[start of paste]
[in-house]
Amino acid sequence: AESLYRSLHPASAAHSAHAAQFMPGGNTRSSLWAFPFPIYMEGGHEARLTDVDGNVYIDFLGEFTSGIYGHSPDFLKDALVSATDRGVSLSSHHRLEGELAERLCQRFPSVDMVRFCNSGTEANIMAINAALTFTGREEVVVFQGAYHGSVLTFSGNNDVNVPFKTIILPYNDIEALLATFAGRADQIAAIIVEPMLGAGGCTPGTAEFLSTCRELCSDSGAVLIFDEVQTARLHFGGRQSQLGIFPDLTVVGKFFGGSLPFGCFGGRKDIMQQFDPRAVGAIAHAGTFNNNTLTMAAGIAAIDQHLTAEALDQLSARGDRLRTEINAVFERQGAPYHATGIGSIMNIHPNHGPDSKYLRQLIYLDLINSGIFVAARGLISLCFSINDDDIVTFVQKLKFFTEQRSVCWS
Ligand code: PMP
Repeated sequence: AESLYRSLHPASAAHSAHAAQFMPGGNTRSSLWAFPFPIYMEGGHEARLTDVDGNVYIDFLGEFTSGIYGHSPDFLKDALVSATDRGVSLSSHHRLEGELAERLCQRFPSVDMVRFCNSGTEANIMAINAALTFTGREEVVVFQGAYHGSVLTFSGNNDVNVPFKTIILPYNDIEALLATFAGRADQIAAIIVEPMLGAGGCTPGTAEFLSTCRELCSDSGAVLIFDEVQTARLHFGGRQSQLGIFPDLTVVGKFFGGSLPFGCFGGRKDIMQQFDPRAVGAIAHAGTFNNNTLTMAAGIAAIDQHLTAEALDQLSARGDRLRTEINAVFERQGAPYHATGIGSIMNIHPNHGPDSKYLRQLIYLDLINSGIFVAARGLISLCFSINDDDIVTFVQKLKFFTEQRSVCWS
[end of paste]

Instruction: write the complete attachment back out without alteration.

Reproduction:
[in-house]
Amino acid sequence: AESLYRSLHPASAAHSAHAAQFMPGGNTRSSLWAFPFPIYMEGGHEARLTDVDGNVYIDFLGEFTSGIYGHSPDFLKDALVSATDRGVSLSSHHRLEGELAERLCQRFPSVDMVRFCNSGTEANIMAINAALTFTGREEVVVFQGAYHGSVLTFSGNNDVNVPFKTIILPYNDIEALLATFAGRADQIAAIIVEPMLGAGGCTPGTAEFLSTCRELCSDSGAVLIFDEVQTARLHFGGRQSQLGIFPDLTVVGKFFGGSLPFGCFGGRKDIMQQFDPRAVGAIAHAGTFNNNTLTMAAGIAAIDQHLTAEALDQLSARGDRLRTEINAVFERQGAPYHATGIGSIMNIHPNHGPDSKYLRQLIYLDLINSGIFVAARGLISLCFSINDDDIVTFVQKLKFFTEQRSVCWS
Ligand code: PMP
Repeated sequence: AESLYRSLHPASAAHSAHAAQFMPGGNTRSSLWAFPFPIYMEGGHEARLTDVDGNVYIDFLGEFTSGIYGHSPDFLKDALVSATDRGVSLSSHHRLEGELAERLCQRFPSVDMVRFCNSGTEANIMAINAALTFTGREEVVVFQGAYHGSVLTFSGNNDVNVPFKTIILPYNDIEALLATFAGRADQIAAIIVEPMLGAGGCTPGTAEFLSTCRELCSDSGAVLIFDEVQTARLHFGGRQSQLGIFPDLTVVGKFFGGSLPFGCFGGRKDIMQQFDPRAVGAIAHAGTFNNNTLTMAAGIAAIDQHLTAEALDQLSARGDRLRTEINAVFERQGAPYHATGIGSIMNIHPNHGPDSKYLRQLIYLDLINSGIFVAARGLISLCFSINDDDIVTFVQKLKFFTEQRSVCWS